If you are a business owner or entrepreneur, you no doubt know the value of having a federally registered trademark. You are aware of the protection it provides your business and brand, and the need to constantly police your mark to maintain your business reputation. You are also aware of the risks associated with choosing to not register your mark. While the rights and protections you have as a trademark holder are a valuable asset to your business, they only apply to your use of the mark—or the use of others–within the United States. If you currently do business in another country, you’re considering expansion, or there’s a possibility your online presence will reach customers abroad, you may want to consider filing an international trademark.
International trademarks were once only necessary for large scale businesses and corporations. In today’s global marketplace, however, nearly any business, especially a business with online exposure, should consider filing for an international trademark. With the rise of counterfeiters and cybersquatters in other countries, like China, protecting your brand at home and across the world may be more critical than ever. Having a strategic trademark plan on a global scale will ensure your brand’s value will be managed by you, not an imposter from a country half the world away. Consider the following as you begin the process to register your trademark internationally.
How to File an International Trademark
If you’ve recently registered your trademark with the USPTO, you know the process can be tedious, and the thought of completing a trademark application for each country you wish to register in may seem overwhelming. While there isn’t a one-stop shop that allows you to register in every country at one time, an international treaty, the Madrid Protocol, has simplified the process. This allows you to file only one application, in one language, to the World Intellectual Property Organization, or WIPO, which can be applied to the 90 countries affiliated with the Madrid Protocol, saving you time, money, and stress.
Once you have filed your basic trademark application with the USPTO, you can submit an international application, which will be reviewed by WIPO and then forwarded to the member country in which you wish to apply. This application should be submitted by the same owner that submitted the original application. The goods and services provided with the mark must also match the original application, or be smaller in scope than what is being offered in the U.S.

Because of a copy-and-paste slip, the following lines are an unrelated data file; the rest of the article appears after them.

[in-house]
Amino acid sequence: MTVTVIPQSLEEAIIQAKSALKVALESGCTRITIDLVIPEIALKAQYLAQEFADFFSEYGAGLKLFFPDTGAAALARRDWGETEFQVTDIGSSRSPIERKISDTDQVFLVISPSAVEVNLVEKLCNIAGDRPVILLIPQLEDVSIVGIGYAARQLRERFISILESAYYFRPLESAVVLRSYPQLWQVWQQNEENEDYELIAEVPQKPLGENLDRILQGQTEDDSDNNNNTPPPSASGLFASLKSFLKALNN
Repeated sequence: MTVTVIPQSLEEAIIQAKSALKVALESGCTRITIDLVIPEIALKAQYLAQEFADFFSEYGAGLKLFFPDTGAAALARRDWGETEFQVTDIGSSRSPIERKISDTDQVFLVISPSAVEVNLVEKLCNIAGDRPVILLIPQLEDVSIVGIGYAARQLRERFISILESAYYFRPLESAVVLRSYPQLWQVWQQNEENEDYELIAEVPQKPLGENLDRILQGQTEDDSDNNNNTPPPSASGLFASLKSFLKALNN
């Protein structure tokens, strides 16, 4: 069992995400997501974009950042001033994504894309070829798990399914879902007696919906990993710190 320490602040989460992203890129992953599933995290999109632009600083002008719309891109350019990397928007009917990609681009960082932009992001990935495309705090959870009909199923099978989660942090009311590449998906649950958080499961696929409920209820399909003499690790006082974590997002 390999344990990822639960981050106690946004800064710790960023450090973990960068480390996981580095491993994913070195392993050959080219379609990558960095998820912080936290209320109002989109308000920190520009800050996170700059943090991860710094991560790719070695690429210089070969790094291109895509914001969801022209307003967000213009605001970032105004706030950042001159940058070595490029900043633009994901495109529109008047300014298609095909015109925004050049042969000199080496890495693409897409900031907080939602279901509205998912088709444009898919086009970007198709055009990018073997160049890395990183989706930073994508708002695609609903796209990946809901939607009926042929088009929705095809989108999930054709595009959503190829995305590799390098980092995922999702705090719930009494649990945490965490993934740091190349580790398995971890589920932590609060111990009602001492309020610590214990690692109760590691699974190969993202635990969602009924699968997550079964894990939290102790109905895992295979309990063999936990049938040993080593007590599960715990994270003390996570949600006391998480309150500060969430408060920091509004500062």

With all that said, there are limitations to the Madrid Protocol. It does not cover all of the countries in the world. Notable exceptions are Brazil and most South American countries along with most of the Middle East. For these countries you will need to file an application with that country’s trademark office directly using a local attorney.
When to File an International Trademark
Ideally, you should submit your international trademark application as soon as possible, once your basic application with the USPTO has been filed. One reason to move swiftly is your priority date. Much like the process when filing your U.S. trademark registration, most countries consider the date in which you file your priority date in that country. This means that if someone wishes to register a similar trademark after this date, the application could be denied.
Another reason to take quick action is to beat squatters and counterfeiters in other countries to the punch. Unlike the United States, where trademark rights are typically reserved for the first person to use the mark (and requires actual use to maintain a registration), many countries often give rights to the first person to file for the trademark. Unfortunately, counterfeiting and squatting, the act of filing for a trademark with the intent to ransom that trademark to its rightful owner, are big businesses in other countries. Waiting to file in countries like China and India, where the first person to file is given the rights, could mean that you will end up locked in a long legal battle or paying a hefty ransom in order to have control of your mark in that country and around the world.
Where to File an International Trademark
Deciding which countries to register your trademark may seem like an overwhelming task. First, consider where you are presently doing business. If you currently have an overseas distributor or manufacturer, you’ll no doubt want to file there first. If you own any sort of online retail store or business, you’ll want to take a look at where you are currently generating customers, as well as the countries with large populations of your target market. For instance, the owner of a company with an online bathing suit store may want to consider registering in New Zealand before the Netherlands.
Once you’ve developed a list of current markets, look ahead to where you want to be in the next few years. Are you planning to move your manufacturing overseas or roll out a new marketing strategy for Europe? Are you moving from a brick and mortar storefront to a solely e-commerce business? Any country you hope to touch through your business in the coming years may be candidates for registration. You may also want to consult an experienced trademark attorney to discuss a possible defensive strategy, by registering your trademark in countries where counterfeiting is common.
In this growing digital age, it isn’t too far fetched to think that a small coffee roaster in Washington could have customers in Portugal or the Philippines. As your business plan evolves and expands, your trademark strategy should expand as well. Be sure to be diligent in policing the use of your mark in the U.S., as well as internationally. A trademark is a critical part of protecting your brand and its reputation, but only if you enforce your legal rights as a trademark holder.
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Upload Date: May 10, 2018